It’s summer reading time, which can be an opportunity for busy people to reacquaint themselves with the pleasures of reading novels. One of the values of fiction can be to help us relate differently to the past, as we see how characters’ lives are deeply affected by historical events and circumstances. This is particularly so with women’s experiences, which often are underrepresented. Such is the case with two debut novels that set family relationships against the backdrop of different worlds.
Journalist Sarit Yishai-Levi’s first novel, “The Beauty Queen of Jerusalem,” was Israel’s best-selling book of 2014. Newly released in English translation, it is a multigenerational saga that follows the tribulations of a Sephardic family in Jerusalem through much of the 20th century.
The book comes through the perspective of rebellious twenty-something Gabriela, who, several years after the death of her mother, Luna (the beauty queen of the title), desires to learn more about her ancestors’ history and to break a notorious curse that condemns family members to enter loveless marriages. For the Ermosa family, love seems to exist only in forbidden or illicit relationships.
The family stories emerge largely in recollections Gabriela gathers from her aunt and grandmother, although there are occasional shifts, without explanation, to an omniscient narration. If I found the book a bit lacking as a work of literature, I found it very valuable as a portrait of a disappearing culture — I’m not aware of another work of fiction that paints such a vivid picture of the traditions, folklore and language of Jerusalem’s very significant Sephardic community.
For centuries, a majority of Jerusalem’s Jews descended from Spanish exiles. This community, which spoke Ladino (also known also as Judezmo or Judeo-Spanish) as its primary language, was a proud one. Yishai-Levi reminds us that in the mid-19th century, in the interest of fostering Jewish unity, Sir Moses Montefiore went so far as to offer a monetary incentive for Jerusalem’s Sephardic Jews to intermarry with the growing number of Ashkenazi Jews settling in the city, whom the Sephardim generally looked down upon. The reward went unclaimed. In the novel we see this phenomenon played out in the story of Gabriela’s grandfather, Gabriel, who falls deeply in love with an Ashkenazi woman, only to have his parents break up their relationship and marry him off to the uneducated and unpleasant Rosa.
The novel also offers a compelling history of Jerusalem in the 20th century as experienced by the people most affected by its twists and turns. The tragedies that beset the Ermosas reflect the difficulties brought on by war, forced induction into the Turkish army, starvation, cholera, terror and oppression by both Turkish and British rulers.
An example of how the family is affected by history occurs when, in the 1940s, Rosa’s brother Ephraim goes underground with Lehi (also known as the Stern Gang), the extremist organization focused on terrorist acts targeting the British. When Ephraim is suspected of having executed a young woman in their close-knit Sephardic community for being involved with a British soldier, the shame that falls upon Gabriel’s and Rosa’s family is such that they must leave their home in the historic Ohel Moshe neighborhood in which the family has lived for decades to relocate elsewhere in the city.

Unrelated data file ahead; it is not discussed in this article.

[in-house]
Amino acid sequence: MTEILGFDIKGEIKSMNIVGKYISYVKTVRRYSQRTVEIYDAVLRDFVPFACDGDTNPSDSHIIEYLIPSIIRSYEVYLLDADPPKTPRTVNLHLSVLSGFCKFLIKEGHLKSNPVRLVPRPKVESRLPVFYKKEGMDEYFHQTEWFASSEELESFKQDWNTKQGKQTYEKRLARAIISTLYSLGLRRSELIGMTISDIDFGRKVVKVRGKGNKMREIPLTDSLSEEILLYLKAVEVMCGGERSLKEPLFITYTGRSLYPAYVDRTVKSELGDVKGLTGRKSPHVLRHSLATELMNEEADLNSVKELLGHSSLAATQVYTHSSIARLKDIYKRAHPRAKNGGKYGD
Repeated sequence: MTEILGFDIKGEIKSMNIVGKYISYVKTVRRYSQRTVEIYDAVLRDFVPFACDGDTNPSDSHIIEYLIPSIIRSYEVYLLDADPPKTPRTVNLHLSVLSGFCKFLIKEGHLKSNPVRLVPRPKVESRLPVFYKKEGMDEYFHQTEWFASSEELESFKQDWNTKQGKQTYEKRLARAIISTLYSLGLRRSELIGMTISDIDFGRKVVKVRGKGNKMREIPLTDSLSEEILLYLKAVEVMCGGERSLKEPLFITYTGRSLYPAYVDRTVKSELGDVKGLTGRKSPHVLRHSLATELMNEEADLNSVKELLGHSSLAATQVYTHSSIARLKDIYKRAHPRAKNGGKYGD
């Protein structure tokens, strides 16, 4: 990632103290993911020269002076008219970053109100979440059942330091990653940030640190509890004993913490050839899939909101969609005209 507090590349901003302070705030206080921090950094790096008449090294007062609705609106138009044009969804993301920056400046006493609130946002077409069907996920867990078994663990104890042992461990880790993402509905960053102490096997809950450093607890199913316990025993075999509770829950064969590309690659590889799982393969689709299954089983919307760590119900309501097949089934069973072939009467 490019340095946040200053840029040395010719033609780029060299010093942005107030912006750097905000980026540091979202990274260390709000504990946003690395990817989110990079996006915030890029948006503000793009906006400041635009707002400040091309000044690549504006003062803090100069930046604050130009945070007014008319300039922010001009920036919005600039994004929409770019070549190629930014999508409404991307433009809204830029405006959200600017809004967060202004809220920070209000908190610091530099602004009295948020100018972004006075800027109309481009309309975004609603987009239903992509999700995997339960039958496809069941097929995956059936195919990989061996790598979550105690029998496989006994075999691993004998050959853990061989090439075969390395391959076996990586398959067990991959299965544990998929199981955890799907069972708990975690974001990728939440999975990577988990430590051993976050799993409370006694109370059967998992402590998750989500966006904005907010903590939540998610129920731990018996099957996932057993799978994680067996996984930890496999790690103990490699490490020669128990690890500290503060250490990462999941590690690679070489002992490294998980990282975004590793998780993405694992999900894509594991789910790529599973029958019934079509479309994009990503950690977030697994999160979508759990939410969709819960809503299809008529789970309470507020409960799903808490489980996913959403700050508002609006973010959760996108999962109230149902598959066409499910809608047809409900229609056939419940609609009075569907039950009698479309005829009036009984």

Jennifer S. Brown’s “Modern Girls” follows a mother and daughter — 42-year old Rose and 19-year old Dottie — in New York’s Lower East Side during the Depression. They share an unusual circumstance: Each is in the beginning stages of an unplanned and unwanted pregnancy, and each is attempting to keep this fact a secret.
Rose, an immigrant from Russia with a passion for social change, has already given birth to five children, and fears that having another child will thwart her desire to devote her time and energy to activism and to the children she already has.
Dottie’s ambitions are threatened to a greater extent by her pregnancy. She has just been promoted to head bookkeeper at her Midtown workplace, and she has a long-term boyfriend, Abe, whom she intends to marry. However, the pregnancy is courtesy not of Abe, but of wealthy and worldly Willie Stein, with whom Dottie enjoyed an alcohol-abetted one-night stand at a rural Jewish retreat.
Dottie’s initial plan is to seduce Abe, so that he will believe that the forthcoming baby is his own progeny. But her effort fails, as Abe insists on waiting until marriage before engaging in sexual activity, and further insists that they should not wed until they are on better financial footing. As her body changes, Dottie’s options quickly narrow.
In short chapters alternating between Dottie’s and Rose’s voices, Brown depicts the difficulties faced by each woman. It is an interesting opportunity to contemplate how similar circumstances affect women of different generations, as well as to consider how much has changed (and not changed) in the last 80 years. Interestingly, Brown informs us in an afterword that the project stemmed from learning that her own great-grandmother had experienced an illegal “botched” abortion.
And, as with “The Beauty Queen of Jerusalem,” historical events are never distant. With Rose’s brother’s family trapped in Europe while awaiting a visa, what the Nazis are doing across the Atlantic figures into both Rose’s and Dottie’s decision making.
“Modern Girls” by Jennifer S. Brown (384 pages, New American Library)
“The Beauty Queen of Jerusalem” by Sarit Yishai-Levi (384 pages, Thomas Dunne Books)
Howard Freedman is the director of the Jewish Community Library, a program of Jewish LearningWorks, in San Francisco. All books mentioned in this column may be borrowed from the library.